Questions and Answers
Volkswagen Jetta Losing Coolant
Q. Thank you so much for any information you may provide! I have a 1996 Volkswagen Jetta, 2.0 liter engine, automatic transmission, fuel injected, with 82,000 miles.
About one month ago, I noticed that my coolant level was low. I replaced the lost coolant, then noticed a loss again about two weeks later. There was no evidence of external leakage.
Last week, my Dad gave the car a tune up and replaced the lower radiator hose. Since then, the car has overheated. We put the old radiator hose back on, replaced the thermostat, and tried to expel any air bubbles that might have been in the system. But none of this worked. The heater worked only sporadically, and each test drive resulted in coolant spewing from the overflow tank, but the temperature never indicated a temperature increase above the normal level.
I drove the car three days ago, spewing coolant every four miles, to a mechanic. They, again, replaced the thermostat, then proceeded to replace the water pump, but still have not diagnosed the problem.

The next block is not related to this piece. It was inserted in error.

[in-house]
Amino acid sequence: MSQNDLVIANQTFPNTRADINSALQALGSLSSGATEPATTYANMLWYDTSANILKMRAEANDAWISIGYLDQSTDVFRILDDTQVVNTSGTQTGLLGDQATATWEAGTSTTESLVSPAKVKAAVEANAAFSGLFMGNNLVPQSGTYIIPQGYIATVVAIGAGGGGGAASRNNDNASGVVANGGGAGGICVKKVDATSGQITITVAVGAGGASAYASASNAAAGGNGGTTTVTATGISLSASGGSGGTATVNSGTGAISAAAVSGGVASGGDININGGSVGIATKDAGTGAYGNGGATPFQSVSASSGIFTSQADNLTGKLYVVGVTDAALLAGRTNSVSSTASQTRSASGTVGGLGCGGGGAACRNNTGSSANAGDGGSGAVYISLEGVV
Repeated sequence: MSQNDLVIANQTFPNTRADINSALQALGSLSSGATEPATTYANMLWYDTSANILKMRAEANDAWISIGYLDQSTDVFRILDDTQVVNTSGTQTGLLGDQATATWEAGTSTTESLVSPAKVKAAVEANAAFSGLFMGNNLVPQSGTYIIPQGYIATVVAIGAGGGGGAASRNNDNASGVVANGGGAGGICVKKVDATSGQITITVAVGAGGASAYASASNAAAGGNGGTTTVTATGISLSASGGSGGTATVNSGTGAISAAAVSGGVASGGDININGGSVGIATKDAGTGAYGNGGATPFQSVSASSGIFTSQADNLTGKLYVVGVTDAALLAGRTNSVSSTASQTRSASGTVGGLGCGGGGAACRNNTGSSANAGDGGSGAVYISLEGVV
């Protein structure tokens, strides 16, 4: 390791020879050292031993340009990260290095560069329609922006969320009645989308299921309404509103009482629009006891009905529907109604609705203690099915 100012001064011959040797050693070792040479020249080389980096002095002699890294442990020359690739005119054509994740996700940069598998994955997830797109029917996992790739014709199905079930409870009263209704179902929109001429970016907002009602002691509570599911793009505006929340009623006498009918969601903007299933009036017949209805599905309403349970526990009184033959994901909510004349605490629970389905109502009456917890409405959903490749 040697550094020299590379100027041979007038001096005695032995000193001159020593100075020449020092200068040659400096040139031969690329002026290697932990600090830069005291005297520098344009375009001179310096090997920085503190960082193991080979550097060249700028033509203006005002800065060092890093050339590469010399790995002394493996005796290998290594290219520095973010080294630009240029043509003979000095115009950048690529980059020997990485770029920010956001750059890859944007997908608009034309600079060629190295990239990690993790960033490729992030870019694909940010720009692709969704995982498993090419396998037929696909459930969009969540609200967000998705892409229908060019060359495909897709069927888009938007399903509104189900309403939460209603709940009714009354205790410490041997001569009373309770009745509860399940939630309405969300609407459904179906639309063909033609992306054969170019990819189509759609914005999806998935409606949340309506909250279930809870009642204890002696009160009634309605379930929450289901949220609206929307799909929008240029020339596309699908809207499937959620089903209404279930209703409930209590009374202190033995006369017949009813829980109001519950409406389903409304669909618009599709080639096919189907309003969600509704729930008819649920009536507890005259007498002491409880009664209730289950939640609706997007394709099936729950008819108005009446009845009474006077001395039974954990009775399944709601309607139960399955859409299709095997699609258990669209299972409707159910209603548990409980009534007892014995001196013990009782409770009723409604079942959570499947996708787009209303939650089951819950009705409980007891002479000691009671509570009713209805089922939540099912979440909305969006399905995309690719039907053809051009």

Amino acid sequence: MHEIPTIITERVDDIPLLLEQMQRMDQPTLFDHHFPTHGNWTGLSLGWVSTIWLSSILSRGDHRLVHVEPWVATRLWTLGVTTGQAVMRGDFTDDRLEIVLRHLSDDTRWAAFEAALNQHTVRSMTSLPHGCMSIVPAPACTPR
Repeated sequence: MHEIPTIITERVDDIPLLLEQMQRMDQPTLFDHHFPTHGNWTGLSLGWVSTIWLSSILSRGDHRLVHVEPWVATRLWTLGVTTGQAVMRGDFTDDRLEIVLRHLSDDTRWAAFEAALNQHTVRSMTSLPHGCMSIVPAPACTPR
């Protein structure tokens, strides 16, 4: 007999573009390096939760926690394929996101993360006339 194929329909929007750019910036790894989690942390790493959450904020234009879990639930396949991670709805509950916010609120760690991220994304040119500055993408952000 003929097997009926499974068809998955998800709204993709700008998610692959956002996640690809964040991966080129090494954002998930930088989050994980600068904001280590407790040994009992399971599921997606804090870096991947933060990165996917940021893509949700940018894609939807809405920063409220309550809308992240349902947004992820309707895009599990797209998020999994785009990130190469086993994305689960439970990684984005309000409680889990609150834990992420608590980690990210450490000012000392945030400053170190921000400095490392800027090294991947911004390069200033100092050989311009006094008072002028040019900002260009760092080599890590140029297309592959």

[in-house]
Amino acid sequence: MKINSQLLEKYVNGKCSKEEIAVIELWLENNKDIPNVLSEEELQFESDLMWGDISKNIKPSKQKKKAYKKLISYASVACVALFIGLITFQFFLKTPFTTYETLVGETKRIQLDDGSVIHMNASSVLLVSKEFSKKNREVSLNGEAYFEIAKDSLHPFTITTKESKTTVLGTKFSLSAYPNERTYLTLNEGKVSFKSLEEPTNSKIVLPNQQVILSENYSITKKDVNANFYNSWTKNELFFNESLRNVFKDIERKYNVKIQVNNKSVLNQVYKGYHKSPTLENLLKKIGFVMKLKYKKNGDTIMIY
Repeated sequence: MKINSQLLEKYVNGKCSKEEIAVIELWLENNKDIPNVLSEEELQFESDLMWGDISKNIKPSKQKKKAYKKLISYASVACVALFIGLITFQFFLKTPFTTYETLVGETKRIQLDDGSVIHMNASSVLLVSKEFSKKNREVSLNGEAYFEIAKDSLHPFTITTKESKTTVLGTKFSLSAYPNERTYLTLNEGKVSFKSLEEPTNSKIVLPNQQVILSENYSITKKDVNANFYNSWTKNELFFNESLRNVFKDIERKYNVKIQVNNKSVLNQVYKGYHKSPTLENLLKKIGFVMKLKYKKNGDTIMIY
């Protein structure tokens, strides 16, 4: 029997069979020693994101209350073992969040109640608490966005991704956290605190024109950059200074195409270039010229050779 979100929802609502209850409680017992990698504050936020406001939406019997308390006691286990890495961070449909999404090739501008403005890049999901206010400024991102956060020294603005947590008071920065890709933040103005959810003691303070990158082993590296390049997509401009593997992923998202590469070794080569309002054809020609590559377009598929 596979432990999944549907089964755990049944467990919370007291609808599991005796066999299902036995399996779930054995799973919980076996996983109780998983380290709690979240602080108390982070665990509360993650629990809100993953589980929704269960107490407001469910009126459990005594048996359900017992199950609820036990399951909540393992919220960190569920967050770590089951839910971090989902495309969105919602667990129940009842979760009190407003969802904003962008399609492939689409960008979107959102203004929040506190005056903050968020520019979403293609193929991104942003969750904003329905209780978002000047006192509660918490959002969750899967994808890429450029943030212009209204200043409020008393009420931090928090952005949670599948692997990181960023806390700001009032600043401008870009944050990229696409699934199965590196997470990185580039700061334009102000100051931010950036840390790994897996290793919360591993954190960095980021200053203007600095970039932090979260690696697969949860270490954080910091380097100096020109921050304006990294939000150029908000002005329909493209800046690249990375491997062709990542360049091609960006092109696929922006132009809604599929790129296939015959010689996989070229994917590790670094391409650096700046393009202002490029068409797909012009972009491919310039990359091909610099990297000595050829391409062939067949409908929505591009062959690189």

I don't know exactly what they have charged me for thus far, but clearly you can understand my concern. If you have any suggestions, please let me know. The only thing I can come up with is blockage of some sort. But wouldn't the mechanics have tried to root out this problem from the start?
Thank you so much for your help.
A. There is no specific procedure for filling and bleeding the cooling system. The cooling system is self bleeding. It is important, however, to make sure the heater is on full HOT and blower motor on HIGH. Then let the engine run until you feel good heat coming out. Then you will know the heater core is full and you can top off the coolant level.
The 2.0 liter Volkswagen engines are prone to blowing head gaskets. Unexplained coolant loss, overheating and white smoke are typical symptoms of a blown head gasket.
If it is a head gasket, it is a simple thing to diagnose and any decent mechanic can do it.